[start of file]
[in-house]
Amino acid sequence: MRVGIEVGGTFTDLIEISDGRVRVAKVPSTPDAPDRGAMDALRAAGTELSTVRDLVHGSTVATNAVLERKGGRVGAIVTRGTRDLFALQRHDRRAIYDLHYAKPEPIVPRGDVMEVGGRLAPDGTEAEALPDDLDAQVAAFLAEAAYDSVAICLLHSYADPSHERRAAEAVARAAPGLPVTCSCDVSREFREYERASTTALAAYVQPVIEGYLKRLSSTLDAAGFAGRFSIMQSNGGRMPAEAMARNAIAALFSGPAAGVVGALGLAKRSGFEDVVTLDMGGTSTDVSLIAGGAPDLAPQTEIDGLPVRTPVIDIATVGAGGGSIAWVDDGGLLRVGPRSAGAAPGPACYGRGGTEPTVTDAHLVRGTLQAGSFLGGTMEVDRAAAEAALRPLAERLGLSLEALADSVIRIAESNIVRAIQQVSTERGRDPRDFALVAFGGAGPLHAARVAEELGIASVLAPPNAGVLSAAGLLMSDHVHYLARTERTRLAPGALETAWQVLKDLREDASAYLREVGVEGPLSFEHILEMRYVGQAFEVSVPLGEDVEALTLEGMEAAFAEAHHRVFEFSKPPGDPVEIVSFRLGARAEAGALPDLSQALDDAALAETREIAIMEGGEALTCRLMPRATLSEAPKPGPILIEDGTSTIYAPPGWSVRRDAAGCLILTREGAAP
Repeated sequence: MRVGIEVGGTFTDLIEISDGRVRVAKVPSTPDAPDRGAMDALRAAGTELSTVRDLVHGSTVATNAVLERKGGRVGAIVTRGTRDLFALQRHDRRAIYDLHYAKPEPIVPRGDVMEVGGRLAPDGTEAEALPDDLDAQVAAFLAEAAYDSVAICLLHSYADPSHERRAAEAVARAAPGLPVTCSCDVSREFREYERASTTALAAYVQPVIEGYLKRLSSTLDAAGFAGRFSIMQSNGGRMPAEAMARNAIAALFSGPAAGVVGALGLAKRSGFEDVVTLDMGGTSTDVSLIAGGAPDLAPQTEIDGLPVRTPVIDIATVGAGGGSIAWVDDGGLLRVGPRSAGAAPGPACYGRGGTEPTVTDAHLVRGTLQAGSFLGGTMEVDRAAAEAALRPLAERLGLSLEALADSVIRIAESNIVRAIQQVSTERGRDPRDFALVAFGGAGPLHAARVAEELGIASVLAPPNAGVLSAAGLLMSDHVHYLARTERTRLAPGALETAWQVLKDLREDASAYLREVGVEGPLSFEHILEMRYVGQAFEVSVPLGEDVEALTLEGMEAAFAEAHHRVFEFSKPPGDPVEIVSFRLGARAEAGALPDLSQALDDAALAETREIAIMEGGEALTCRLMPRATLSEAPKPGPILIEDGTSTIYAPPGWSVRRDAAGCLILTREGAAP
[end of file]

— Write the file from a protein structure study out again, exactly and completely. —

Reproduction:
[in-house]
Amino acid sequence: MRVGIEVGGTFTDLIEISDGRVRVAKVPSTPDAPDRGAMDALRAAGTELSTVRDLVHGSTVATNAVLERKGGRVGAIVTRGTRDLFALQRHDRRAIYDLHYAKPEPIVPRGDVMEVGGRLAPDGTEAEALPDDLDAQVAAFLAEAAYDSVAICLLHSYADPSHERRAAEAVARAAPGLPVTCSCDVSREFREYERASTTALAAYVQPVIEGYLKRLSSTLDAAGFAGRFSIMQSNGGRMPAEAMARNAIAALFSGPAAGVVGALGLAKRSGFEDVVTLDMGGTSTDVSLIAGGAPDLAPQTEIDGLPVRTPVIDIATVGAGGGSIAWVDDGGLLRVGPRSAGAAPGPACYGRGGTEPTVTDAHLVRGTLQAGSFLGGTMEVDRAAAEAALRPLAERLGLSLEALADSVIRIAESNIVRAIQQVSTERGRDPRDFALVAFGGAGPLHAARVAEELGIASVLAPPNAGVLSAAGLLMSDHVHYLARTERTRLAPGALETAWQVLKDLREDASAYLREVGVEGPLSFEHILEMRYVGQAFEVSVPLGEDVEALTLEGMEAAFAEAHHRVFEFSKPPGDPVEIVSFRLGARAEAGALPDLSQALDDAALAETREIAIMEGGEALTCRLMPRATLSEAPKPGPILIEDGTSTIYAPPGWSVRRDAAGCLILTREGAAP
Repeated sequence: MRVGIEVGGTFTDLIEISDGRVRVAKVPSTPDAPDRGAMDALRAAGTELSTVRDLVHGSTVATNAVLERKGGRVGAIVTRGTRDLFALQRHDRRAIYDLHYAKPEPIVPRGDVMEVGGRLAPDGTEAEALPDDLDAQVAAFLAEAAYDSVAICLLHSYADPSHERRAAEAVARAAPGLPVTCSCDVSREFREYERASTTALAAYVQPVIEGYLKRLSSTLDAAGFAGRFSIMQSNGGRMPAEAMARNAIAALFSGPAAGVVGALGLAKRSGFEDVVTLDMGGTSTDVSLIAGGAPDLAPQTEIDGLPVRTPVIDIATVGAGGGSIAWVDDGGLLRVGPRSAGAAPGPACYGRGGTEPTVTDAHLVRGTLQAGSFLGGTMEVDRAAAEAALRPLAERLGLSLEALADSVIRIAESNIVRAIQQVSTERGRDPRDFALVAFGGAGPLHAARVAEELGIASVLAPPNAGVLSAAGLLMSDHVHYLARTERTRLAPGALETAWQVLKDLREDASAYLREVGVEGPLSFEHILEMRYVGQAFEVSVPLGEDVEALTLEGMEAAFAEAHHRVFEFSKPPGDPVEIVSFRLGARAEAGALPDLSQALDDAALAETREIAIMEGGEALTCRLMPRATLSEAPKPGPILIEDGTSTIYAPPGWSVRRDAAGCLILTREGAAP